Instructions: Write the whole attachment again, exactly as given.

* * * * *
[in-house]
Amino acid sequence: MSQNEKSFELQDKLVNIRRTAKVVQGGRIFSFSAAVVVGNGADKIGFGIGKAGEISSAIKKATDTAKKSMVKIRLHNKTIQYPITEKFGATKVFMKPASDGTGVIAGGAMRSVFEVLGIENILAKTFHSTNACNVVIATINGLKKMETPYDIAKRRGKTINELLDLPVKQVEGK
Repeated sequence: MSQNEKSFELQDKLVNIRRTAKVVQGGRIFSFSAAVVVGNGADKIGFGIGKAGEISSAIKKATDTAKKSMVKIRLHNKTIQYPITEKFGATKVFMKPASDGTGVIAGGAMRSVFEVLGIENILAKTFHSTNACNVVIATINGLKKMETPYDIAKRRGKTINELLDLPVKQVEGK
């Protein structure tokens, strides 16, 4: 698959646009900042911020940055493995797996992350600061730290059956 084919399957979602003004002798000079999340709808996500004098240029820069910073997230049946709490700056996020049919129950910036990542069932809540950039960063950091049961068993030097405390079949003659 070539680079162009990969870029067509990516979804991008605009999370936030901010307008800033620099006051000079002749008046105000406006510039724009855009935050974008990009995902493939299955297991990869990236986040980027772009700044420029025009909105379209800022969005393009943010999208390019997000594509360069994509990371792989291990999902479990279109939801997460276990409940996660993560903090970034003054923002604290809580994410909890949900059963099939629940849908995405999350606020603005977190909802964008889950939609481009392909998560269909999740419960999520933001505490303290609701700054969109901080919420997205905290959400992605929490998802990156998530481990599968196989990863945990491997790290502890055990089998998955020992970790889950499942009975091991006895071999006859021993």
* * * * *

[in-house]
Amino acid sequence: MSQNEKSFELQDKLVNIRRTAKVVQGGRIFSFSAAVVVGNGADKIGFGIGKAGEISSAIKKATDTAKKSMVKIRLHNKTIQYPITEKFGATKVFMKPASDGTGVIAGGAMRSVFEVLGIENILAKTFHSTNACNVVIATINGLKKMETPYDIAKRRGKTINELLDLPVKQVEGK
Repeated sequence: MSQNEKSFELQDKLVNIRRTAKVVQGGRIFSFSAAVVVGNGADKIGFGIGKAGEISSAIKKATDTAKKSMVKIRLHNKTIQYPITEKFGATKVFMKPASDGTGVIAGGAMRSVFEVLGIENILAKTFHSTNACNVVIATINGLKKMETPYDIAKRRGKTINELLDLPVKQVEGK
């Protein structure tokens, strides 16, 4: 698959646009900042911020940055493995797996992350600061730290059956 084919399957979602003004002798000079999340709808996500004098240029820069910073997230049946709490700056996020049919129950910036990542069932809540950039960063950091049961068993030097405390079949003659 070539680079162009990969870029067509990516979804991008605009999370936030901010307008800033620099006051000079002749008046105000406006510039724009855009935050974008990009995902493939299955297991990869990236986040980027772009700044420029025009909105379209800022969005393009943010999208390019997000594509360069994509990371792989291990999902479990279109939801997460276990409940996660993560903090970034003054923002604290809580994410909890949900059963099939629940849908995405999350606020603005977190909802964008889950939609481009392909998560269909999740419960999520933001505490303290609701700054969109901080919420997205905290959400992605929490998802990156998530481990599968196989990863945990491997790290502890055990089998998955020992970790889950499942009975091991006895071999006859021993």